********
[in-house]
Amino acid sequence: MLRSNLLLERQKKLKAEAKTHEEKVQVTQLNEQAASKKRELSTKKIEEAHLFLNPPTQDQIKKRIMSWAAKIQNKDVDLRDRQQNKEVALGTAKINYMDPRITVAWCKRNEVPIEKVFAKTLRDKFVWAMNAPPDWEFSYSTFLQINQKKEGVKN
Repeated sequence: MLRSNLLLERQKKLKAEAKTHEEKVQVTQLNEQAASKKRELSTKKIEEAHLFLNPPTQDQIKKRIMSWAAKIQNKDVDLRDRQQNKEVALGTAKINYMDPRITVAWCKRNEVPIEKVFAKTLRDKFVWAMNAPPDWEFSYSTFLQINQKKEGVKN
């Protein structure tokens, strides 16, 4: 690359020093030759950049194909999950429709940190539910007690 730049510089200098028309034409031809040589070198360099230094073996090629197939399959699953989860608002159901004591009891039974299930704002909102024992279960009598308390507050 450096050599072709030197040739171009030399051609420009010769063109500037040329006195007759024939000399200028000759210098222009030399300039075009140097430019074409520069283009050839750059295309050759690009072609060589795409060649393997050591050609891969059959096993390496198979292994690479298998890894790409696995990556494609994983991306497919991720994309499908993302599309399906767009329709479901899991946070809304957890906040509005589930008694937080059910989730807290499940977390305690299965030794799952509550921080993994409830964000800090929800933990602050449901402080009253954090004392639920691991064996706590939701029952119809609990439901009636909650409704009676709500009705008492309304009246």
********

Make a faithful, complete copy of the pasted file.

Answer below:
[in-house]
Amino acid sequence: MLRSNLLLERQKKLKAEAKTHEEKVQVTQLNEQAASKKRELSTKKIEEAHLFLNPPTQDQIKKRIMSWAAKIQNKDVDLRDRQQNKEVALGTAKINYMDPRITVAWCKRNEVPIEKVFAKTLRDKFVWAMNAPPDWEFSYSTFLQINQKKEGVKN
Repeated sequence: MLRSNLLLERQKKLKAEAKTHEEKVQVTQLNEQAASKKRELSTKKIEEAHLFLNPPTQDQIKKRIMSWAAKIQNKDVDLRDRQQNKEVALGTAKINYMDPRITVAWCKRNEVPIEKVFAKTLRDKFVWAMNAPPDWEFSYSTFLQINQKKEGVKN
């Protein structure tokens, strides 16, 4: 690359020093030759950049194909999950429709940190539910007690 730049510089200098028309034409031809040589070198360099230094073996090629197939399959699953989860608002159901004591009891039974299930704002909102024992279960009598308390507050 450096050599072709030197040739171009030399051609420009010769063109500037040329006195007759024939000399200028000759210098222009030399300039075009140097430019074409520069283009050839750059295309050759690009072609060589795409060649393997050591050609891969059959096993390496198979292994690479298998890894790409696995990556494609994983991306497919991720994309499908993302599309399906767009329709479901899991946070809304957890906040509005589930008694937080059910989730807290499940977390305690299965030794799952509550921080993994409830964000800090929800933990602050449901402080009253954090004392639920691991064996706590939701029952119809609990439901009636909650409704009676709500009705008492309304009246």